At this point, we all know the drill: get 8 hours of sleep, drink plenty of water, exercise, and eat your veggies. These are well known strategies for better health. But not all healthy behaviors are this obvious. Some un-healthy habits hide in the strangest places.
Here’s a handful that caught even a hardened vigilante like me off guard:
Your tableware. Be mindful of plastic tableware that contains melamine. While melamine has been shown to be safe in food containers for most foods, the FDA cautions against using it for acidic foods or using it when under more extreme temperatures (think microwave). High exposure to melamine can also adversely impact kidney health.(1)
Your bedtime TV habit. Your computer, TV, alarm clock and other sources of artificial light can confuse your body’s internal clock. This in turn can impact your sleep patterns, which can produce adverse effects for hormonal balance, digestion, and cardiovascular health. Research suggests that reddish light is less disruptive than bluish light, and that even the light from bedside smart phones matters. Clear your boudoir of illuminated displays and sleep better.(2)
Your life’s volume level. Living in a loud environment is more than annoying. Scientists have found that a variety of health effects, from sleep disturbance and heart disease to inhibited performance in cognitive tasks, may be caused by noise pollution. Silence really is golden after all.(3)
Your pillow. Brace yourself… After two years, one third of your pillow’s weight can consist of dead skin cells, bugs, and dust mites and their wastes. Dust mites are a serious allergen so wash your pillows regularly in hot water or use allergy covers.(4)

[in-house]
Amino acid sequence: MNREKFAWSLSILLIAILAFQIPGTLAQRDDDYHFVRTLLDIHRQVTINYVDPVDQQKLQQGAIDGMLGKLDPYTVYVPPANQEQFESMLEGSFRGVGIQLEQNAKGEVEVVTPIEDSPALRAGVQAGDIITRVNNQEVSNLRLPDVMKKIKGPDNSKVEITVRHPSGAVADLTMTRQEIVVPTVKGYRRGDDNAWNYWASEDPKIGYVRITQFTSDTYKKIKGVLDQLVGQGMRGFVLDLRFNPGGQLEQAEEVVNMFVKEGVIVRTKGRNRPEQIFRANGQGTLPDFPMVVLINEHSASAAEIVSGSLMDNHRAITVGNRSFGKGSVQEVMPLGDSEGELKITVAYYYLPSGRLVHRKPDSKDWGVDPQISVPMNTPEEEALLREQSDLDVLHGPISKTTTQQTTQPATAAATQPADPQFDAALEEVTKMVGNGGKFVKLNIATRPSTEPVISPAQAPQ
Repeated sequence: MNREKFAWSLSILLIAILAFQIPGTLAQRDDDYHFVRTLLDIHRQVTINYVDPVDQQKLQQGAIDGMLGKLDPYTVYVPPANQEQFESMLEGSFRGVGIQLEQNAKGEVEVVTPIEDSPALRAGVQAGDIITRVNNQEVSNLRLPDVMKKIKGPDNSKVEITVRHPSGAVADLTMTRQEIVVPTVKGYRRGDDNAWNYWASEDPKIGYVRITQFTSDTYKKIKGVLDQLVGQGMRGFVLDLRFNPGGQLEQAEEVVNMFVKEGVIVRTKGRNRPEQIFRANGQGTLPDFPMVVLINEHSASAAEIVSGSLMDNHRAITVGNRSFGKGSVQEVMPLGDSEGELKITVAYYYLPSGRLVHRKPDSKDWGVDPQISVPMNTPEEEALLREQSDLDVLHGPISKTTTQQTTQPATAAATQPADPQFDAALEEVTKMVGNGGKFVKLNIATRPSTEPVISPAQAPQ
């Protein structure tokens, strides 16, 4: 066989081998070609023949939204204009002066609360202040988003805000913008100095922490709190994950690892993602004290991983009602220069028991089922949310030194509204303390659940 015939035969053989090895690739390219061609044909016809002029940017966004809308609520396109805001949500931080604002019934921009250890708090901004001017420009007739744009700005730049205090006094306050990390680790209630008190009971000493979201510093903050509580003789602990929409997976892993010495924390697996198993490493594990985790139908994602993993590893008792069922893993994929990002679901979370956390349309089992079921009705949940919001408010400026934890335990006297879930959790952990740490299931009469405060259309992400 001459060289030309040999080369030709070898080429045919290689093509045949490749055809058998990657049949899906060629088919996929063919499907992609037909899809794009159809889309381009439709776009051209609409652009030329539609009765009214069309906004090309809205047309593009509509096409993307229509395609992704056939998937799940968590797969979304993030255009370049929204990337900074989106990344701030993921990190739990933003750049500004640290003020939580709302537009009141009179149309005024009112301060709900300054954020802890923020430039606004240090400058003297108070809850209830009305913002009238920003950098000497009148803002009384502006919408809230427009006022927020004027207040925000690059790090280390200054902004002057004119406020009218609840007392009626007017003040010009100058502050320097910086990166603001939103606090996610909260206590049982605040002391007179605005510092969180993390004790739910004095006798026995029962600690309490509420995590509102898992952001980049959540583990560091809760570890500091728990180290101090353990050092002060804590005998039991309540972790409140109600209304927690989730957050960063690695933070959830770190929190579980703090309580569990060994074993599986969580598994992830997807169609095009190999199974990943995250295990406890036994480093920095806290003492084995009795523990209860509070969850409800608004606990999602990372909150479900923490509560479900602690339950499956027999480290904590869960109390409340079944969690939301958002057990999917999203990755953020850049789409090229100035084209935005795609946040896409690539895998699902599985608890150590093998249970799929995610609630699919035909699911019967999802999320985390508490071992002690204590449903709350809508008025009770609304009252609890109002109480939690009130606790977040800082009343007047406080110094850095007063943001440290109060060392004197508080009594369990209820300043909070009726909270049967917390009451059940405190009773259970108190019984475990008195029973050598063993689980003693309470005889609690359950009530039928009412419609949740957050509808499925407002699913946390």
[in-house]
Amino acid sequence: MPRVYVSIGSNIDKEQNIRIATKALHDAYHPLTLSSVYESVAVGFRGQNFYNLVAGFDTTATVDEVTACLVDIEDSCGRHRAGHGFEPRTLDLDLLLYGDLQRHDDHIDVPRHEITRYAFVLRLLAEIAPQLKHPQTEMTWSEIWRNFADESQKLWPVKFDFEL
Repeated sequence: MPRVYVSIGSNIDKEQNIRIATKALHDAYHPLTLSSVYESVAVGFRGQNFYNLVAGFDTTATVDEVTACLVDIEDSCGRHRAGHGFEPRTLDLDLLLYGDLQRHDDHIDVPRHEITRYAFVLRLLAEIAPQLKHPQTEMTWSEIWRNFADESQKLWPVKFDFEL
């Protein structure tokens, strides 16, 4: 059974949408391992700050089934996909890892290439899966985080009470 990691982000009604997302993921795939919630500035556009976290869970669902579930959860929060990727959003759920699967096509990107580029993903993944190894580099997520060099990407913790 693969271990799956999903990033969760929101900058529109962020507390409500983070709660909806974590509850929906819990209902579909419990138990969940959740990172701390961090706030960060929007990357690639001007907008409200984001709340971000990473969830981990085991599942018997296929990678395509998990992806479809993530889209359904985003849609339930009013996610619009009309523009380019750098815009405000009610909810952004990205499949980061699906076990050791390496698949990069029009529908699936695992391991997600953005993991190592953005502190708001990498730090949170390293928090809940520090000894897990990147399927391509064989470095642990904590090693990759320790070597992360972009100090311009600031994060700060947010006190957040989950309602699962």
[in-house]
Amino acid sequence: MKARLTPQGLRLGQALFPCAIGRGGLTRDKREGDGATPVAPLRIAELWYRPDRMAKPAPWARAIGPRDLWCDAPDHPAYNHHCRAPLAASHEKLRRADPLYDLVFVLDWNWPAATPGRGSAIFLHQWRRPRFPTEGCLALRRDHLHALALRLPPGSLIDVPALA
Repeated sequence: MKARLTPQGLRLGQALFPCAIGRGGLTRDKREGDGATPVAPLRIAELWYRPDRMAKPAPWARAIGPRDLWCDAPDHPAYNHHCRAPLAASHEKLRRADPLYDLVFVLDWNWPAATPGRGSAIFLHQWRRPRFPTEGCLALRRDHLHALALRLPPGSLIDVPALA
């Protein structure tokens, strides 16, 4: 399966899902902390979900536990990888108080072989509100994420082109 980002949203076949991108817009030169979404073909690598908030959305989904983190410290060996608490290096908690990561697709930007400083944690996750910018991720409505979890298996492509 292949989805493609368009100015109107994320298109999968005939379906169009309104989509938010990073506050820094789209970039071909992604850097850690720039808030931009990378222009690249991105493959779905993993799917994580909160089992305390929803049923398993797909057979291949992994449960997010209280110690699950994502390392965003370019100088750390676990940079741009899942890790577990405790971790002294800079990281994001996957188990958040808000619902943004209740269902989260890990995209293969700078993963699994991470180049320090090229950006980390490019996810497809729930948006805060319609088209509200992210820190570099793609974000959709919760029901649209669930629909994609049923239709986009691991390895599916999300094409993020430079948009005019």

Your home’s dust. Speaking of dust, most is contaminated with unknown chemicals. That’s because dust is the final resting place for many common household materials. One study found 66 hormone disrupting chemicals—from flame retardants to phthalates—in tested samples. Dust with a damp or microfiber cloth that removes dust instead of stirring it around.(5)
Finally, let’s look at flea collars. Most pet owners use them without a second thought. But flea collars may contain ingredients that you would not want rubbing off around your home and family. Look to grooming techniques, oral preventatives, and baths as ways to prevent fleas.(6)
The Inkslinger has written about environmental issues for over 20 years and is a freelance writer for some of America's most iconoclastic companies and non-profits. His true loves include nature, music of the Americana/rock and roll variety, interior design, books, old things, good stories, pagan rituals, and his wife of 24 years, with whom he lives in an undisclosed chemical-free rural Vermont location along with his teenage daughter and two infinitely hilarious Australian shepherds!